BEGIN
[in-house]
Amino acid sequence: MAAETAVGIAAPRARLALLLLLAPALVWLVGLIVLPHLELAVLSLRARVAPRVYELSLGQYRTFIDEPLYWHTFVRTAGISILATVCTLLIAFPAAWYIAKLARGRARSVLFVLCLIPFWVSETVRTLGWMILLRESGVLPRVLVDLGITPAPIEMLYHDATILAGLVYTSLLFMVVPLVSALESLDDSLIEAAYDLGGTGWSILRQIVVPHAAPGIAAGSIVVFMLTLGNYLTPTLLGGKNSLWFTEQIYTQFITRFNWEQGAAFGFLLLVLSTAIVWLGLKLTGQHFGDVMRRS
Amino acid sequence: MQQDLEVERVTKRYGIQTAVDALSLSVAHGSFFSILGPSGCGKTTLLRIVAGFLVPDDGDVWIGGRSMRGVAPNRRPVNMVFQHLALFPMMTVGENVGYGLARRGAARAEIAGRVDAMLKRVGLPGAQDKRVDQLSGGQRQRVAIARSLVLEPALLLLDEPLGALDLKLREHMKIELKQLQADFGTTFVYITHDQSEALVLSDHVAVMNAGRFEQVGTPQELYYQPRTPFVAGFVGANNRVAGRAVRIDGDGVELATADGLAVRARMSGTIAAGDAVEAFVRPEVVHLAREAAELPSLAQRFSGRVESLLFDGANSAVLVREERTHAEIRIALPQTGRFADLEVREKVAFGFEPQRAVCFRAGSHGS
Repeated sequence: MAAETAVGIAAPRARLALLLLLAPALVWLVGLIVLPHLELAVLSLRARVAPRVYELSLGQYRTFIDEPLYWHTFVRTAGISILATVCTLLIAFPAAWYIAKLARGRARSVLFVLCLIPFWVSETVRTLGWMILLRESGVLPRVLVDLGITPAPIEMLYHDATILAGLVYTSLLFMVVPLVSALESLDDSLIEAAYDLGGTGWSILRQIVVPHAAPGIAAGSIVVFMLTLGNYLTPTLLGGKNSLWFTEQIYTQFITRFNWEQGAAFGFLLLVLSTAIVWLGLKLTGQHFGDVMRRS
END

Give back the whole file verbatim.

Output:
[in-house]
Amino acid sequence: MAAETAVGIAAPRARLALLLLLAPALVWLVGLIVLPHLELAVLSLRARVAPRVYELSLGQYRTFIDEPLYWHTFVRTAGISILATVCTLLIAFPAAWYIAKLARGRARSVLFVLCLIPFWVSETVRTLGWMILLRESGVLPRVLVDLGITPAPIEMLYHDATILAGLVYTSLLFMVVPLVSALESLDDSLIEAAYDLGGTGWSILRQIVVPHAAPGIAAGSIVVFMLTLGNYLTPTLLGGKNSLWFTEQIYTQFITRFNWEQGAAFGFLLLVLSTAIVWLGLKLTGQHFGDVMRRS
Amino acid sequence: MQQDLEVERVTKRYGIQTAVDALSLSVAHGSFFSILGPSGCGKTTLLRIVAGFLVPDDGDVWIGGRSMRGVAPNRRPVNMVFQHLALFPMMTVGENVGYGLARRGAARAEIAGRVDAMLKRVGLPGAQDKRVDQLSGGQRQRVAIARSLVLEPALLLLDEPLGALDLKLREHMKIELKQLQADFGTTFVYITHDQSEALVLSDHVAVMNAGRFEQVGTPQELYYQPRTPFVAGFVGANNRVAGRAVRIDGDGVELATADGLAVRARMSGTIAAGDAVEAFVRPEVVHLAREAAELPSLAQRFSGRVESLLFDGANSAVLVREERTHAEIRIALPQTGRFADLEVREKVAFGFEPQRAVCFRAGSHGS
Repeated sequence: MAAETAVGIAAPRARLALLLLLAPALVWLVGLIVLPHLELAVLSLRARVAPRVYELSLGQYRTFIDEPLYWHTFVRTAGISILATVCTLLIAFPAAWYIAKLARGRARSVLFVLCLIPFWVSETVRTLGWMILLRESGVLPRVLVDLGITPAPIEMLYHDATILAGLVYTSLLFMVVPLVSALESLDDSLIEAAYDLGGTGWSILRQIVVPHAAPGIAAGSIVVFMLTLGNYLTPTLLGGKNSLWFTEQIYTQFITRFNWEQGAAFGFLLLVLSTAIVWLGLKLTGQHFGDVMRRS